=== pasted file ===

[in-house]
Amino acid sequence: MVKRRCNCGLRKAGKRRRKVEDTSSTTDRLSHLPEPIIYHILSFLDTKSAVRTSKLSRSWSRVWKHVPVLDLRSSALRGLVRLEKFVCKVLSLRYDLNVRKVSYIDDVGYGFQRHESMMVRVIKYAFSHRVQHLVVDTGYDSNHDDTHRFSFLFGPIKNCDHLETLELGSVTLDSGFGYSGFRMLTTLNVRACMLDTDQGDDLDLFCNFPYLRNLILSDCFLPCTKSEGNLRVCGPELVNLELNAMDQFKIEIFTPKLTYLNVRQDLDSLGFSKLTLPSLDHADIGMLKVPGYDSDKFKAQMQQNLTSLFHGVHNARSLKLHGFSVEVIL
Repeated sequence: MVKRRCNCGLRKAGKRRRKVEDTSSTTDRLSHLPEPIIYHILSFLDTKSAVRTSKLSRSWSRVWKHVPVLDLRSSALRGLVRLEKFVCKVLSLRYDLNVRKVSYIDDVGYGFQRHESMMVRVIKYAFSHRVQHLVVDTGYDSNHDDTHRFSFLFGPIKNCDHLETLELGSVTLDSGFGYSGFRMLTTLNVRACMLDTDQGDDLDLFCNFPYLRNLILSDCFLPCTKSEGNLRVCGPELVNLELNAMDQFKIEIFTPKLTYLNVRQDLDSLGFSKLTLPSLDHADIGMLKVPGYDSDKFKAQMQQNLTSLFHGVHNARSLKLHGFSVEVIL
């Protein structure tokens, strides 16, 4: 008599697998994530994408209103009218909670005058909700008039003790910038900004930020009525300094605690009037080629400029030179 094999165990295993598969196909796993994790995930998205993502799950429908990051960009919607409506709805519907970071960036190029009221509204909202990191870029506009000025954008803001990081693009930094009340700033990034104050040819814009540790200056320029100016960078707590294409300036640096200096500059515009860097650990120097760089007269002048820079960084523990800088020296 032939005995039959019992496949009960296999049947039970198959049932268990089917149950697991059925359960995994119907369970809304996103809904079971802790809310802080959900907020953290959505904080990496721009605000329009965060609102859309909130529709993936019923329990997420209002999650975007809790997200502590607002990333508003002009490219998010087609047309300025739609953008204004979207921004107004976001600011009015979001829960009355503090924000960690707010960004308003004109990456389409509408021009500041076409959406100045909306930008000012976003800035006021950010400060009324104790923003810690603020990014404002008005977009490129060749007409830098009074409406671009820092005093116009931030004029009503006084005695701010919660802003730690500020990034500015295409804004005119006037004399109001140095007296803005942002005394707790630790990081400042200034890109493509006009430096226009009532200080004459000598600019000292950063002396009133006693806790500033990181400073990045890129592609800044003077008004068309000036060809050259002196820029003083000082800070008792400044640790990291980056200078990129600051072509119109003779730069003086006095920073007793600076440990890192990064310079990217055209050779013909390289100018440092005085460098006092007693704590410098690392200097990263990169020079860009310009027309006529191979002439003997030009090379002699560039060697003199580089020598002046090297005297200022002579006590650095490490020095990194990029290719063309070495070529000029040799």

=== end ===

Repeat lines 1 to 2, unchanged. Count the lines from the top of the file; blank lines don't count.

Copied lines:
[in-house]
Amino acid sequence: MVKRRCNCGLRKAGKRRRKVEDTSSTTDRLSHLPEPIIYHILSFLDTKSAVRTSKLSRSWSRVWKHVPVLDLRSSALRGLVRLEKFVCKVLSLRYDLNVRKVSYIDDVGYGFQRHESMMVRVIKYAFSHRVQHLVVDTGYDSNHDDTHRFSFLFGPIKNCDHLETLELGSVTLDSGFGYSGFRMLTTLNVRACMLDTDQGDDLDLFCNFPYLRNLILSDCFLPCTKSEGNLRVCGPELVNLELNAMDQFKIEIFTPKLTYLNVRQDLDSLGFSKLTLPSLDHADIGMLKVPGYDSDKFKAQMQQNLTSLFHGVHNARSLKLHGFSVEVIL